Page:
It is also known as a transcription factor, since it regulates the activity of other genes by binding to specific regions of DNA. Querying a comprehensive human Protein-Protein Interaction (PPI) network (http://cbg.garvan.unsw.edu.au/pina/), we have obtained sub-network of WT1 has known direct interactions (Figure 1). In particular, this gene is unusually expressed in certain types of lung and prostate cancer, and is seen in some cancers of blood-forming cells (leukemias), such as acute lymphoblastic leukemia, chronic myeloid leukemia, and childhood acute myeloid leukemia [4].

Because the SAC is an admixed population, the ancestry association suggested that admixture mapping might work to find a locus. Since admixture mapping can be done as a case-only analysis, it should be more powerful than a case-control analysis which was limited by the small sample size of controls. However, a major limitation of admixture mapping and admixture association is that the inference of locus-specific ancestry in complex multi-way admixed populations such as the SAC may suffer from spurious deviations in average local ancestry at particular chromosomal regions from cases and controls, resulting in spurious case-only admixture associations [5]. Existing methods may attain high accuracy on average but may suffer from spurious deviations in average local ancestry at particular regions (e.g. regions in which the modelled ancestral population is unusually different from the true ancestral population due to the historical action of natural selection). These spurious deviations would be present in both affected and unaffected individuals, and would lead to spurious mapping of genes underlying ethnic difference in disease risk. Our evaluation of local ancestry based on the real and simulated data demonstrates that case-only admixture mapping is currently impractical in multi-way admixed populations, such as the SAC, due to systematic inaccuracies and spurious deviations in average local ancestry generated by current local ancestry inference methods.

Overall, this study tackles an important question about TB susceptibility, genetic ancestry and genetic susceptibility to infection and has major implications on public health and on the biology of infectious diseases. It demonstrates that the genetic contribution to TB risk varies between continental populations, and illustrates the value of including admixed populations in studies of TB risk and other complex phenotypes. Some limitations should be noted in association analyses. Firstly, the present study is underpowered to detect risk variants of more modest effect size, because of the modest sample size. Secondly, imputing missing genotype data of a complex admixed population is an important challenge based on the choice and size of haplotype of existing reference panels.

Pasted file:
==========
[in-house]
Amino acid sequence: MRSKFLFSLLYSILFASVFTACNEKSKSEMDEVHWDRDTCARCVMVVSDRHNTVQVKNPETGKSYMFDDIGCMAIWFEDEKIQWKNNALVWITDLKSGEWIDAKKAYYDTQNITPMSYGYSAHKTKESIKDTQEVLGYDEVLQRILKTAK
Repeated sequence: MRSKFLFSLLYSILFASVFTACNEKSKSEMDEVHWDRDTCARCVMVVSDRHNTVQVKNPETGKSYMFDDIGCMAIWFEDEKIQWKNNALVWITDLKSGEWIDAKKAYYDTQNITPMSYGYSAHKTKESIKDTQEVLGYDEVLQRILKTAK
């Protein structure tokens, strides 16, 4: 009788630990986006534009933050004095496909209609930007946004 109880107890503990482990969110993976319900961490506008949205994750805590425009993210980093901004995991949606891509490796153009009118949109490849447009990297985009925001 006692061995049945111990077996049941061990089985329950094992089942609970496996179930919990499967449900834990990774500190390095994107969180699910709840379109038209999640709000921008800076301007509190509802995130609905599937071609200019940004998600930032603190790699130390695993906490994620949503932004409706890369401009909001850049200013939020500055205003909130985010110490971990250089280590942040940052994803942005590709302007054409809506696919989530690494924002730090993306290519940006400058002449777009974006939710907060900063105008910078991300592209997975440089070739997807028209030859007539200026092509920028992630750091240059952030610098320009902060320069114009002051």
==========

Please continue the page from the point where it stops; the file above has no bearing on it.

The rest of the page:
Finally, despite applying Fisher’s Exact test to correct the imperfection of the mixed model for association, the implementation of newer sequencing technologies is still required to search for rare risk variants.

This study open opportunity to examine a tractable, accurate and unbiased method that models historical gene flow and pinpoint ancestry along the genome of a multi-way admixed population. This will contribute to different methods that account for combined genome-wide SNP case-control and admixture analysis and postGWAS models that leverage GWAS or admixture mapping summary statistics to combine effects of genes to fully characterize the susceptible genes and the genetic structure of complex diseases.

Acknowledgements:

We are grateful to all the participants in the study. This project was supported by a Carnegie Corporation Grant by

the University of Cape Town and by NIH grant R01 HG006399 (N.Z. and A.L.P.).

 

References

  1. Thye, Fredrik OV, Sunny HW, Ellis O, Ivy O, Gyapong J, et al. (2010) Genome-wide association analyses identifies a susceptibility locus for tuberculosis on chromosome 18q11.2.Nature Genetics,Vol 42 Num 9.
  2. Thye, Owusu-Dabo E, Vannberg FO, Crevel RV, Curtis J, Sahiratmadja E, et al. (2012) Common variants at 11p13 are associated with susceptibility to tuberculosis. Proc. Nature Genetics,Vol 44 Num 3.
  3. Sonia D, Martin LH, Ranjeeta HD, Hazel EE. Wong, Edhyana S, Bonnard C, et al. (2008) Genetic Association and Expression Studies Indicate a Role of Toll-Like Receptor 8 in Pulmonary Tuberculosis. PLoS Gen. Vol 4 Issue 10 e1000218.
  4. Sum S, Eleanor Y, Peng B, Yu X, Chen J, Byrne J, et al (2002) The lim domain protein lmo4 interacts with the cofactor ctip and the tumor suppressor brca1 and inhibits brca1 activity. J.Biol.Chem. 277 (10), 7849-56, PMID 11751867.
  5. Pasaniuc B, Sankararaman S, Dara GT, Gignoux C, Zaitlen N, Eng C, et al. (2013) Analysis of Latino populations from GALA and MEC studies reveals genomic loci with biased local ancestry estimation. Bioinformatics: Vol.29,11:p1407-1415.

 

Fig2Correspondence:

Dr Emile R CHIMUSA is a full-time lecturer/Researcher at the University of Cape Town, Department of Integrative Biomedical Sciences at the Institute of Infectious Disease and Molecular Medicine. He is a mathematical population geneticist whose research focuses on analysing genome wide patterns of variation within and between species to address fundamental questions in biology, anthropology, and medicine.

emile.chimusa@uct.ac.za or emile@cbio.uct.ac.za